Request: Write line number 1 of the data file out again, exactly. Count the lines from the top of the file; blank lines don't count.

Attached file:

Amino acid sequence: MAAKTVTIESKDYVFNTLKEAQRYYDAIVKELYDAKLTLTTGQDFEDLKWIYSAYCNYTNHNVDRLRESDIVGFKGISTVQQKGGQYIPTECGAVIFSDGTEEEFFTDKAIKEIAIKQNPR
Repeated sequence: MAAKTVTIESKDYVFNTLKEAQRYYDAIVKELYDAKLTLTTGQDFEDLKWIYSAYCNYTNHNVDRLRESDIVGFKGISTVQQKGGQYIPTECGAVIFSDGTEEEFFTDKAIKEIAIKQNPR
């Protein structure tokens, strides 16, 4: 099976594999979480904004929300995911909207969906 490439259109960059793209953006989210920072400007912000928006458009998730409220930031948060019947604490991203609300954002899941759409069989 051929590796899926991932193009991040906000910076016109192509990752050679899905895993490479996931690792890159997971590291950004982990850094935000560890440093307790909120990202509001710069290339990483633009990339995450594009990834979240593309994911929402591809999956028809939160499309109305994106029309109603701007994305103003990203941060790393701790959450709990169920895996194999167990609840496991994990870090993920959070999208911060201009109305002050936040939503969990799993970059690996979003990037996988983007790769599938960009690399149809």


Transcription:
Amino acid sequence: MAAKTVTIESKDYVFNTLKEAQRYYDAIVKELYDAKLTLTTGQDFEDLKWIYSAYCNYTNHNVDRLRESDIVGFKGISTVQQKGGQYIPTECGAVIFSDGTEEEFFTDKAIKEIAIKQNPR